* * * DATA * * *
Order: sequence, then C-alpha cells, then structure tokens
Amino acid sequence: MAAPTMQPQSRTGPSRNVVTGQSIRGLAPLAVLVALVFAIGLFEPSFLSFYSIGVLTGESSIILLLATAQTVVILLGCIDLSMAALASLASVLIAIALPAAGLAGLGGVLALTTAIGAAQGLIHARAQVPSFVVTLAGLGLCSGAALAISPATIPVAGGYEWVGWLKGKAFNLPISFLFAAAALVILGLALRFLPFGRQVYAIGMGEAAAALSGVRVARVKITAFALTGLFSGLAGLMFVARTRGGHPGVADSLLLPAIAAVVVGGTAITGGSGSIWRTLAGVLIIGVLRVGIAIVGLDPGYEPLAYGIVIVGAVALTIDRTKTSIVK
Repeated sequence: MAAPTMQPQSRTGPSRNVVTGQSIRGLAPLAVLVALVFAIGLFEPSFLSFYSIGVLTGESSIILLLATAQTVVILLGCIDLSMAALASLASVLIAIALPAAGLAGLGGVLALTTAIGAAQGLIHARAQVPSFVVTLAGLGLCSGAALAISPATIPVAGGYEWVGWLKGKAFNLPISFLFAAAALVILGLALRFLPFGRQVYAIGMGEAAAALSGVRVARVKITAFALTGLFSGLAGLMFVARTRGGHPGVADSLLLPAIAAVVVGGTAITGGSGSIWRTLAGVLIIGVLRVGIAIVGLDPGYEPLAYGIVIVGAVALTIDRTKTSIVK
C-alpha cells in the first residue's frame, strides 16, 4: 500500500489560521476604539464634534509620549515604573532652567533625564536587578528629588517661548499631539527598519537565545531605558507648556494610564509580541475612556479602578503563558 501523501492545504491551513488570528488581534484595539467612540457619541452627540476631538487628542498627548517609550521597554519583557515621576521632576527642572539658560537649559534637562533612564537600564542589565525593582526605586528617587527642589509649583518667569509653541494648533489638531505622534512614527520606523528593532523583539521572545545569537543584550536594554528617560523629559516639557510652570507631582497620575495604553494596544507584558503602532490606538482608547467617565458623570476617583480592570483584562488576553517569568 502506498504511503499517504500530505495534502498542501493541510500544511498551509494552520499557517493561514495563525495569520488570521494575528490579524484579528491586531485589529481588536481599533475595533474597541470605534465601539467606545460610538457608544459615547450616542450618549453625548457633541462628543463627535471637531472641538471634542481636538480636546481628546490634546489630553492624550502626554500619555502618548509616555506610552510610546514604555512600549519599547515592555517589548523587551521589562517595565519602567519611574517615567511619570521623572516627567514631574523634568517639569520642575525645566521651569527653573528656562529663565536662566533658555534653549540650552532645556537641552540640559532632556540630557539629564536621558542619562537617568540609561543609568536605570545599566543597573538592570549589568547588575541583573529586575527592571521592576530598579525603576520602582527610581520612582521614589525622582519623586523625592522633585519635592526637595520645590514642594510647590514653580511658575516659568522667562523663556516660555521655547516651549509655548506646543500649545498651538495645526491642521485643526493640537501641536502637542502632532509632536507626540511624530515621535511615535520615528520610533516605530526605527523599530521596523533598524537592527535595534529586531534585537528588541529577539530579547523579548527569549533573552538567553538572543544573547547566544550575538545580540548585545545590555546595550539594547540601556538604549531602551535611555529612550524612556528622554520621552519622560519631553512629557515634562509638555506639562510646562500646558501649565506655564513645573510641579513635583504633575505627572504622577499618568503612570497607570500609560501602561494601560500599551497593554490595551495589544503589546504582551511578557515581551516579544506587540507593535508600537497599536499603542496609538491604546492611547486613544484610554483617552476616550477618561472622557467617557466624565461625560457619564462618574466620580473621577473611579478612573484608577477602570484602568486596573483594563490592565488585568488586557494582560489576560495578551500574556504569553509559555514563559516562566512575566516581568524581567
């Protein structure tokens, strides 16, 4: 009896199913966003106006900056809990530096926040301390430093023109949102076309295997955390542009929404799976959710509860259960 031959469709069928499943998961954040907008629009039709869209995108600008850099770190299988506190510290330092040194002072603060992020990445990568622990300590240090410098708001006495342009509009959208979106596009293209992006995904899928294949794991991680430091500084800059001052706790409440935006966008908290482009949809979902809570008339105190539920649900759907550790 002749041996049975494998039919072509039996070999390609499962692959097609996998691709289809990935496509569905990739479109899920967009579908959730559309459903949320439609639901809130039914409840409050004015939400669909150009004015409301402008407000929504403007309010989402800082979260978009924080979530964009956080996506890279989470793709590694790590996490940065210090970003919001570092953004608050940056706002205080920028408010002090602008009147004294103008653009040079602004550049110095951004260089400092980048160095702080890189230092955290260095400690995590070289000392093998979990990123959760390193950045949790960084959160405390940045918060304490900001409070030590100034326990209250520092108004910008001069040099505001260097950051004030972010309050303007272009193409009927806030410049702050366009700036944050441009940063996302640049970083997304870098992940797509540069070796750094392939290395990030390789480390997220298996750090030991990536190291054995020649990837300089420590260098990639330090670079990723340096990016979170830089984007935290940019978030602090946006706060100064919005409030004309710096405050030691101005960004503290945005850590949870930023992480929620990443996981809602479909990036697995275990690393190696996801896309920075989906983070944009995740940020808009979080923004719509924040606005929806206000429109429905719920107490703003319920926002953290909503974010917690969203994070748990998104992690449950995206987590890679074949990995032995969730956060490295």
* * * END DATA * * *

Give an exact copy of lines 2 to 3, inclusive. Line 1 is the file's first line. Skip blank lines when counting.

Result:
Amino acid sequence: MAAPTMQPQSRTGPSRNVVTGQSIRGLAPLAVLVALVFAIGLFEPSFLSFYSIGVLTGESSIILLLATAQTVVILLGCIDLSMAALASLASVLIAIALPAAGLAGLGGVLALTTAIGAAQGLIHARAQVPSFVVTLAGLGLCSGAALAISPATIPVAGGYEWVGWLKGKAFNLPISFLFAAAALVILGLALRFLPFGRQVYAIGMGEAAAALSGVRVARVKITAFALTGLFSGLAGLMFVARTRGGHPGVADSLLLPAIAAVVVGGTAITGGSGSIWRTLAGVLIIGVLRVGIAIVGLDPGYEPLAYGIVIVGAVALTIDRTKTSIVK
Repeated sequence: MAAPTMQPQSRTGPSRNVVTGQSIRGLAPLAVLVALVFAIGLFEPSFLSFYSIGVLTGESSIILLLATAQTVVILLGCIDLSMAALASLASVLIAIALPAAGLAGLGGVLALTTAIGAAQGLIHARAQVPSFVVTLAGLGLCSGAALAISPATIPVAGGYEWVGWLKGKAFNLPISFLFAAAALVILGLALRFLPFGRQVYAIGMGEAAAALSGVRVARVKITAFALTGLFSGLAGLMFVARTRGGHPGVADSLLLPAIAAVVVGGTAITGGSGSIWRTLAGVLIIGVLRVGIAIVGLDPGYEPLAYGIVIVGAVALTIDRTKTSIVK